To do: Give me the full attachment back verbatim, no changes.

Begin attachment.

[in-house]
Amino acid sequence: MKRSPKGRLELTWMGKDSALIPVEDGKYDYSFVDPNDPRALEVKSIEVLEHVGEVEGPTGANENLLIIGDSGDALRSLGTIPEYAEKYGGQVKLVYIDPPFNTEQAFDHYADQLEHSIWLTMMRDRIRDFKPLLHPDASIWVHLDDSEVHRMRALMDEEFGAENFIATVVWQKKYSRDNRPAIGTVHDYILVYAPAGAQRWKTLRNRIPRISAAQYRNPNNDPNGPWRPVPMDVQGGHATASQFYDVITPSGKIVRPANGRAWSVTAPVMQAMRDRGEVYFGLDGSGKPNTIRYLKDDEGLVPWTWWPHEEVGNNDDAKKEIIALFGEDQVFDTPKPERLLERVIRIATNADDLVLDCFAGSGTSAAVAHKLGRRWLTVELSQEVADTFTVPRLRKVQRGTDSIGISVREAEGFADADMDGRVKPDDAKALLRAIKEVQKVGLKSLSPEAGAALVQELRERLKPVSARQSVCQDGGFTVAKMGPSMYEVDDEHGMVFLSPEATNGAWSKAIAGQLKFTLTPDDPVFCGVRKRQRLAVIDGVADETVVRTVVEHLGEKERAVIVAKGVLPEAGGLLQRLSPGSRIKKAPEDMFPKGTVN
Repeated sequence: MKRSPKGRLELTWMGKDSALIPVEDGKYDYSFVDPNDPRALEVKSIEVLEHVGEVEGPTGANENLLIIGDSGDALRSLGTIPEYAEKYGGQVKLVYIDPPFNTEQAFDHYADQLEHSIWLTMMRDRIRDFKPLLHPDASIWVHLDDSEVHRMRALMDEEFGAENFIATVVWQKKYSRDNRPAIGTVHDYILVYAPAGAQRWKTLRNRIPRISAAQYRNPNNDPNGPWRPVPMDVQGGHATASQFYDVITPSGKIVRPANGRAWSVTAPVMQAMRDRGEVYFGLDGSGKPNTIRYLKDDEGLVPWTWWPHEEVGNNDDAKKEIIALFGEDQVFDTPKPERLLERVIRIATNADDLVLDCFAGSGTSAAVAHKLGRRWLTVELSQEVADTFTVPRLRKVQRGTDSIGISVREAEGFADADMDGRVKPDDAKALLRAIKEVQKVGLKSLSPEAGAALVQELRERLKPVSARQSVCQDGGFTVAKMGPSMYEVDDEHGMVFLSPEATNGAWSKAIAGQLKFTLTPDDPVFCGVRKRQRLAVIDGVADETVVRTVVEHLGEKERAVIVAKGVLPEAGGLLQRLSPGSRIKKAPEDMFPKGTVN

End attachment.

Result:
[in-house]
Amino acid sequence: MKRSPKGRLELTWMGKDSALIPVEDGKYDYSFVDPNDPRALEVKSIEVLEHVGEVEGPTGANENLLIIGDSGDALRSLGTIPEYAEKYGGQVKLVYIDPPFNTEQAFDHYADQLEHSIWLTMMRDRIRDFKPLLHPDASIWVHLDDSEVHRMRALMDEEFGAENFIATVVWQKKYSRDNRPAIGTVHDYILVYAPAGAQRWKTLRNRIPRISAAQYRNPNNDPNGPWRPVPMDVQGGHATASQFYDVITPSGKIVRPANGRAWSVTAPVMQAMRDRGEVYFGLDGSGKPNTIRYLKDDEGLVPWTWWPHEEVGNNDDAKKEIIALFGEDQVFDTPKPERLLERVIRIATNADDLVLDCFAGSGTSAAVAHKLGRRWLTVELSQEVADTFTVPRLRKVQRGTDSIGISVREAEGFADADMDGRVKPDDAKALLRAIKEVQKVGLKSLSPEAGAALVQELRERLKPVSARQSVCQDGGFTVAKMGPSMYEVDDEHGMVFLSPEATNGAWSKAIAGQLKFTLTPDDPVFCGVRKRQRLAVIDGVADETVVRTVVEHLGEKERAVIVAKGVLPEAGGLLQRLSPGSRIKKAPEDMFPKGTVN
Repeated sequence: MKRSPKGRLELTWMGKDSALIPVEDGKYDYSFVDPNDPRALEVKSIEVLEHVGEVEGPTGANENLLIIGDSGDALRSLGTIPEYAEKYGGQVKLVYIDPPFNTEQAFDHYADQLEHSIWLTMMRDRIRDFKPLLHPDASIWVHLDDSEVHRMRALMDEEFGAENFIATVVWQKKYSRDNRPAIGTVHDYILVYAPAGAQRWKTLRNRIPRISAAQYRNPNNDPNGPWRPVPMDVQGGHATASQFYDVITPSGKIVRPANGRAWSVTAPVMQAMRDRGEVYFGLDGSGKPNTIRYLKDDEGLVPWTWWPHEEVGNNDDAKKEIIALFGEDQVFDTPKPERLLERVIRIATNADDLVLDCFAGSGTSAAVAHKLGRRWLTVELSQEVADTFTVPRLRKVQRGTDSIGISVREAEGFADADMDGRVKPDDAKALLRAIKEVQKVGLKSLSPEAGAALVQELRERLKPVSARQSVCQDGGFTVAKMGPSMYEVDDEHGMVFLSPEATNGAWSKAIAGQLKFTLTPDDPVFCGVRKRQRLAVIDGVADETVVRTVVEHLGEKERAVIVAKGVLPEAGGLLQRLSPGSRIKKAPEDMFPKGTVN